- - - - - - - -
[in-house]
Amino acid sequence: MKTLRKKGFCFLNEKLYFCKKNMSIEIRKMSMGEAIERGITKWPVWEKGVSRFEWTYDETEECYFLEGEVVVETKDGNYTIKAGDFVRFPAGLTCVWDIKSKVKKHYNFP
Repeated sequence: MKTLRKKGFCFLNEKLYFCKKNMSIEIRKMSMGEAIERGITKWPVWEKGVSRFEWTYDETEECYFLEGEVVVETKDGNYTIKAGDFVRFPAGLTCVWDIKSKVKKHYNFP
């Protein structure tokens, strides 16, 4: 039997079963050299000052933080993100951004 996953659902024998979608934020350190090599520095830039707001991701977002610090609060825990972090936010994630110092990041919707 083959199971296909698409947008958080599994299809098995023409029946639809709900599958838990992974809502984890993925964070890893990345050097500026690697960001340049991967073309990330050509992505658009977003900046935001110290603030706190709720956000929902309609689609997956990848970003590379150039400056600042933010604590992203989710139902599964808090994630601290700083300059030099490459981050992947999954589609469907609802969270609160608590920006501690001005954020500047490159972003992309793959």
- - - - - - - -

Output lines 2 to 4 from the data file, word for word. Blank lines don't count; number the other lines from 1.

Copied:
Amino acid sequence: MKTLRKKGFCFLNEKLYFCKKNMSIEIRKMSMGEAIERGITKWPVWEKGVSRFEWTYDETEECYFLEGEVVVETKDGNYTIKAGDFVRFPAGLTCVWDIKSKVKKHYNFP
Repeated sequence: MKTLRKKGFCFLNEKLYFCKKNMSIEIRKMSMGEAIERGITKWPVWEKGVSRFEWTYDETEECYFLEGEVVVETKDGNYTIKAGDFVRFPAGLTCVWDIKSKVKKHYNFP
């Protein structure tokens, strides 16, 4: 039997079963050299000052933080993100951004 996953659902024998979608934020350190090599520095830039707001991701977002610090609060825990972090936010994630110092990041919707 083959199971296909698409947008958080599994299809098995023409029946639809709900599958838990992974809502984890993925964070890893990345050097500026690697960001340049991967073309990330050509992505658009977003900046935001110290603030706190709720956000929902309609689609997956990848970003590379150039400056600042933010604590992203989710139902599964808090994630601290700083300059030099490459981050992947999954589609469907609802969270609160608590920006501690001005954020500047490159972003992309793959």